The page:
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Antenatal perspective of hypoplastic left heart syndrome: 5 years on
  1. Shree Vishna Rasiah (svishr{at}aol.com)
  1. Birmingham Women's Hospital NHS Trust, United Kingdom
    1. Andrew K Ewer (a.k.ewer{at}bham.ac.uk)
    1. Birmingham Women's Hospital NHS Trust, United Kingdom
      1. Paul Miller
      1. Birmingham Children's Hospital NHS Trust, United Kingdom
        1. John G Wright
        1. Birmingham Children's Hospital NHS Trust, United Kingdom
          1. David J Barron
          1. Birmingham Children's Hospital NHS Trust, United Kingdom
            1. William J Brawn
            1. Birmingham Children's Hospital NHS Trust, United Kingdom
              1. Mark D Kilby
              1. Birmingham Women's Hospital NHS Trust, United Kingdom

                Abstract

                Introduction:Palliative staged reconstructive surgery has radically altered the outcome of babies with hypoplastic left heart syndrome (HLHS). We had previously reviewed the outcome of babies diagnosed antenatally with classical HLHS. We undertook this review 5 years later, when paediatric cardiothoracic and postnatal paediatric intensive care techniques have been further refined.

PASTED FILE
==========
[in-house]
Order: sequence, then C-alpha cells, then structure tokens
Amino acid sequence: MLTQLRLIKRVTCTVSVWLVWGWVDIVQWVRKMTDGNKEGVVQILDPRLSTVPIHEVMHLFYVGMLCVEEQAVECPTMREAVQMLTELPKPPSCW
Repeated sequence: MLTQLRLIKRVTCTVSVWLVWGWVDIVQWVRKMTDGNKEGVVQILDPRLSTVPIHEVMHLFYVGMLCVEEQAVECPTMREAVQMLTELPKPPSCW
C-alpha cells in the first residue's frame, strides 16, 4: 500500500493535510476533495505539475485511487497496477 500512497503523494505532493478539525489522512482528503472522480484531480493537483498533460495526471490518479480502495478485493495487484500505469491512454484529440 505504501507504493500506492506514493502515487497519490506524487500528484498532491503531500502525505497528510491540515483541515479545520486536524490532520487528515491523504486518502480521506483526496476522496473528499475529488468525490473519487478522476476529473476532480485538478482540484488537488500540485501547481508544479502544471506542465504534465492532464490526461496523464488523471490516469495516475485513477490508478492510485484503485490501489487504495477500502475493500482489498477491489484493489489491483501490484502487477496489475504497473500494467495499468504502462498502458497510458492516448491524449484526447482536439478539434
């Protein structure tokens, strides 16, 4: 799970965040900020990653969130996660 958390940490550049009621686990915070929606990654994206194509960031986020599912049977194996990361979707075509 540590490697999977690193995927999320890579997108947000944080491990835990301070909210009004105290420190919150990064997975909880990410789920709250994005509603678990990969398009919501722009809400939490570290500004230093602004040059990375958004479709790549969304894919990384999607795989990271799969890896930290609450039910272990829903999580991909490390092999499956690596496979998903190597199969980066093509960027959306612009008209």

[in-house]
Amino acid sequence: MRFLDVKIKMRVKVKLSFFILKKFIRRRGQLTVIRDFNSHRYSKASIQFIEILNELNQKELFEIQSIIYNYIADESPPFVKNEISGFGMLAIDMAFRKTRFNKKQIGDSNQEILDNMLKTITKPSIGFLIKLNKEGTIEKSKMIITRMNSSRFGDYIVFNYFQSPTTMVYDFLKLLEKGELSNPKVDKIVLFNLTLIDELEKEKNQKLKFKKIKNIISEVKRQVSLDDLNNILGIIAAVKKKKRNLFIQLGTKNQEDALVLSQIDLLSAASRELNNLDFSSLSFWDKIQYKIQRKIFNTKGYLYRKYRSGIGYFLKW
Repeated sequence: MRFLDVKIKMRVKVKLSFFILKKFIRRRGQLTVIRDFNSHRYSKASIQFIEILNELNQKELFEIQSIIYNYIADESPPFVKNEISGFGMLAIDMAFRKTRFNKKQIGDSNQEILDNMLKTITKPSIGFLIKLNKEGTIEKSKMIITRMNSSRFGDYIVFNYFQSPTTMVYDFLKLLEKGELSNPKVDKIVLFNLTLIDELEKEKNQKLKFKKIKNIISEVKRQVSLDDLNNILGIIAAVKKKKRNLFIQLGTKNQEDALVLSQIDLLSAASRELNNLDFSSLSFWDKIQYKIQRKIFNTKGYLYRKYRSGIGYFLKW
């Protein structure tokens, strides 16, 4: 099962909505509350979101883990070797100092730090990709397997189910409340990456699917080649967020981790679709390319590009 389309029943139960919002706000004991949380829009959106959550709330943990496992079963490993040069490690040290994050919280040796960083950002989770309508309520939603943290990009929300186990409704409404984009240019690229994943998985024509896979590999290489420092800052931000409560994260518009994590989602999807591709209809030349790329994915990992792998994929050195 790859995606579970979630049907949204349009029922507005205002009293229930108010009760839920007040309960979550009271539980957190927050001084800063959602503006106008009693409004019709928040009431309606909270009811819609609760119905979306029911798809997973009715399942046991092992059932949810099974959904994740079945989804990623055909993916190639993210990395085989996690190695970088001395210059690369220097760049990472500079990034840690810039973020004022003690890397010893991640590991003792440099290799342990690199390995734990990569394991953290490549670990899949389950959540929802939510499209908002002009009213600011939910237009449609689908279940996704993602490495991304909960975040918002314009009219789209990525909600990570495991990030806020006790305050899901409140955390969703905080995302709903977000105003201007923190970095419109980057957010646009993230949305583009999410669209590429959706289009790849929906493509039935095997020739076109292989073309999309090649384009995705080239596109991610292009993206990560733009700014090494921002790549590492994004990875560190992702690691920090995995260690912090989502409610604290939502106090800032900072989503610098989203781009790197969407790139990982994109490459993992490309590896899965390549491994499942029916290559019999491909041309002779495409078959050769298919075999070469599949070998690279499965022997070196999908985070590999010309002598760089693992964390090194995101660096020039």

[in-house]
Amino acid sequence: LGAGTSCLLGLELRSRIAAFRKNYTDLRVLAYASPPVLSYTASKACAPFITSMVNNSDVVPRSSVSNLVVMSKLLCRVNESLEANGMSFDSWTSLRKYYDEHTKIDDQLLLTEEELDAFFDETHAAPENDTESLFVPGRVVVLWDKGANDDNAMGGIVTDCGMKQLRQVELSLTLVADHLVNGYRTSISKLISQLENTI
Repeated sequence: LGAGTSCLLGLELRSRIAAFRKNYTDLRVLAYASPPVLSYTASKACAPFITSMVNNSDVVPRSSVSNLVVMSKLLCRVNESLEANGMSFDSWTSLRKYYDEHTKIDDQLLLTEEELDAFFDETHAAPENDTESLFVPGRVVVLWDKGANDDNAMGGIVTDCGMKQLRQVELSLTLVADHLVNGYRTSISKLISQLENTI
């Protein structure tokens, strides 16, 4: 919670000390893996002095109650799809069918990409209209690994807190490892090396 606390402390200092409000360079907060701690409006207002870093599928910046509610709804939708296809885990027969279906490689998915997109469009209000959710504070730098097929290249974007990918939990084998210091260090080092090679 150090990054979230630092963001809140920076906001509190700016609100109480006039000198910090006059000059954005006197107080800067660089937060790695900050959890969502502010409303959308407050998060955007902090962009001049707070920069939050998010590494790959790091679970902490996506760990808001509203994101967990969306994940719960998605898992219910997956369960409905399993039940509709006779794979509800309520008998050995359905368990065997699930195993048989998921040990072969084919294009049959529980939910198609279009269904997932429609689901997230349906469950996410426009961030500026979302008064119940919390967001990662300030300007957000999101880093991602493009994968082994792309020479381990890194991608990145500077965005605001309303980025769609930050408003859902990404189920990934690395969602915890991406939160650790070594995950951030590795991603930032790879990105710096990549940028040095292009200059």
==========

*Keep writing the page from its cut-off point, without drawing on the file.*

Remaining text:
Aim:To compare the current outcome of antenatally diagnosed HLHS with our previous series.

                Method:We reviewed all cases of antenatally diagnosed HLHS at Birmingham Women’s Hospital between 01/01/2000 and 31/12/2004 and compared these to our previous series.

                Results:79 fetuses were identified with HLHS. The median gestational age at diagnosis was 22 weeks. Following counselling, 25.3% of couples chose to terminate the pregnancy which was significantly lower then the previous cohort 43.7% (p=0.01). Of the 59 couples who continued with the pregnancy there were 4 stillbirths and 2 cases lost to follow-up. Subsequently there were 53 live births of whom 6 babies had an alternative major congenital heart disease diagnosed postnatally. 10 babies were not considered for surgery because of parental wishes and died after compassionate care. Finally, 31 babies underwent surgery. The early (30 days) surgical mortality following Stage 1 Norwood procedure was 19.4% and 20 patients are still alive to date. In the cohort of intention-to-treat cases, the overall survival was 46.9% (23/49).

                Conclusion:Five years on, the number of parents choosing termination after an antenatal diagnosis of HLHS has almost halved. Despite the significant increase in surgical survival following Stage 1 Norwood in this period, in the intention to treat cohort the survival was 46.9%. These data again highlight the poorer outcome for babies with congenital malformations diagnosed in-utero when compared with those identified postnatally.

                • antenatal diagnosis
                • hypoplastic left heart syndrome
                • outcome

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